|Funding for:||UK Students, EU Students, International Students|
|Funding amount:||£15,009 per annum|
|Placed On:||31st May 2019|
|Closes:||22nd July 2019|
Humans have a relatively small degree of genetic variation. However, some groups show more variation than others (i.e. African populations).
Most biomedical research on the human genome is based on a reference sequence but this is composed mostly of individual of European ancestry. Recent efforts to account for this diversity have lead to a number of projects that successfully sampled and sequenced individual from multiple populations, but the computational convenience of using a single human reference genome sequence does not take into account this sampled diversity.
In a recent work we found that the study of specific regulatory sites is heavily biased by the use of a reference sequence and we have identified functional regulatory interaction that are only present in African populations, and not detected in standard pipelines based on the current reference sequence (Helmy, Hatlen, Marco, under review).
We propose a project in which a PhD candidate will explore major databases and tools to investigate gene regulatory interactions, and evaluate the impact of variation across human populations in functional genomics analysis. A new method to account for population variation will be developed. Validations from the new method will be validated in the lab, in collaboration with molecular biologists at our School.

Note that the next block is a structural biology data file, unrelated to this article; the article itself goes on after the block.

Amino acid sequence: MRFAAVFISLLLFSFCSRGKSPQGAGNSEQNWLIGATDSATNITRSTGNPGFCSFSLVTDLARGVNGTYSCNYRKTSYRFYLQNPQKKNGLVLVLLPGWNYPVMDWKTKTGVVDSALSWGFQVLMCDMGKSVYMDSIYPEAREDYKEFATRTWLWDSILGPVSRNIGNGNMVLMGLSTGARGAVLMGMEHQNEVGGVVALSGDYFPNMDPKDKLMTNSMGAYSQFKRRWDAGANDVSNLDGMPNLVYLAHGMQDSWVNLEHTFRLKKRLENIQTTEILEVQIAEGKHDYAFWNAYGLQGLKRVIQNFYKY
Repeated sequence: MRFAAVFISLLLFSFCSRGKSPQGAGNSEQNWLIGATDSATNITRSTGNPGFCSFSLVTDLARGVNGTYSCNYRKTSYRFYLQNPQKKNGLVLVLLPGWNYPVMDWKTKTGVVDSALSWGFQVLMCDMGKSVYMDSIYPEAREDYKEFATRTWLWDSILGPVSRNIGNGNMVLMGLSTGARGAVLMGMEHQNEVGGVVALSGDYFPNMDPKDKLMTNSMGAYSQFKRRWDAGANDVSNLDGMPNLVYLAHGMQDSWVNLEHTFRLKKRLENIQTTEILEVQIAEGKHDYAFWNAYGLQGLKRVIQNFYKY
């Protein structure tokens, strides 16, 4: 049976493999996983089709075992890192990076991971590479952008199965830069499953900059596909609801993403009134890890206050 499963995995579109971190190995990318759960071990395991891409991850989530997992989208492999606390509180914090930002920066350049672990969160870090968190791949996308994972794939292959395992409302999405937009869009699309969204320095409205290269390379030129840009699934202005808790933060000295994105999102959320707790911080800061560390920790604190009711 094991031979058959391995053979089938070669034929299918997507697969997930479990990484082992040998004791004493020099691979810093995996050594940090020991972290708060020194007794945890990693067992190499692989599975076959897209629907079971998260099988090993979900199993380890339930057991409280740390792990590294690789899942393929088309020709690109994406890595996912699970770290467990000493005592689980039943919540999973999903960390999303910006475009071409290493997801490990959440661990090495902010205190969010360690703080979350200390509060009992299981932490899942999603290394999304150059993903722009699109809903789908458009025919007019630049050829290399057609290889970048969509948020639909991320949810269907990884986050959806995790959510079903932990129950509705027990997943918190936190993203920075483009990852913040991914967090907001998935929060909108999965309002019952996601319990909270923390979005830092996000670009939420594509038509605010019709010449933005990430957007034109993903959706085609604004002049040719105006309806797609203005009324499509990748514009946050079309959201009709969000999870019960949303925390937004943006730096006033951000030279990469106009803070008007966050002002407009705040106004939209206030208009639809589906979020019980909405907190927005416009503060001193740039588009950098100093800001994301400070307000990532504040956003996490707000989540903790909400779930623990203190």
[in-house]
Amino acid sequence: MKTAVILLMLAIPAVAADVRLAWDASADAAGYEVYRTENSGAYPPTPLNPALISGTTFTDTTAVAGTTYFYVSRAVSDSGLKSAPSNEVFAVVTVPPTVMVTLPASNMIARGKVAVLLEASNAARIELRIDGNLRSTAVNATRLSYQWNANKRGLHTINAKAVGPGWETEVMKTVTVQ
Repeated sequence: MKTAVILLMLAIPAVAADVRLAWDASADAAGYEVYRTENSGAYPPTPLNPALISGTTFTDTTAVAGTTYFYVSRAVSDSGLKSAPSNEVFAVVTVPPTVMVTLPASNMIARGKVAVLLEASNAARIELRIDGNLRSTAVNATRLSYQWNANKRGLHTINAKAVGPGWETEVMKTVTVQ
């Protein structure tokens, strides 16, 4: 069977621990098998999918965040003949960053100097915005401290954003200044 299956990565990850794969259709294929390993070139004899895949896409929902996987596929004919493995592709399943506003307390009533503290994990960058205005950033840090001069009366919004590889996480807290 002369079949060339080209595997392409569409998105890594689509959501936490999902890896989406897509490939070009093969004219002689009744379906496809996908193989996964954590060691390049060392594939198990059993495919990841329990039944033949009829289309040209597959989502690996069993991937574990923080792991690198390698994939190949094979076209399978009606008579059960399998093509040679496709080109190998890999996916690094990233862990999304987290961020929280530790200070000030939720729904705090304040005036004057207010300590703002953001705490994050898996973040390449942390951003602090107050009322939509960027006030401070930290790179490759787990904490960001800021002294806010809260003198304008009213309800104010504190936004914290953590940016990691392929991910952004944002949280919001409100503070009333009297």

Programming skills are not required from the candidate, but an interest in computational biology is a must. During the project, the candidate will learn state-of-the-art bioinformatics, data analysis and programming, and there will be plenty of training opportunities in these areas.
In summary, the project aims to provide insight on how population variation has an impact in genomic and genetic biomedical studies, and how we should conduct this type of research.
For general information about the School of Biological Sciences at the University please visit our webpages http://www.essex.ac.uk/bs/.
The award consists of a full Home/EU fee waiver or equivalent fee discount for overseas students (further fee details), a doctoral stipend equivalent to the Research Councils UK National Minimum Doctoral Stipend (£15,009 in 2019-20), plus £2,500 training bursary via Proficio funding, which may be used to cover the cost of advanced skills training including conference attendance and travel. This is a competition funded studentship.
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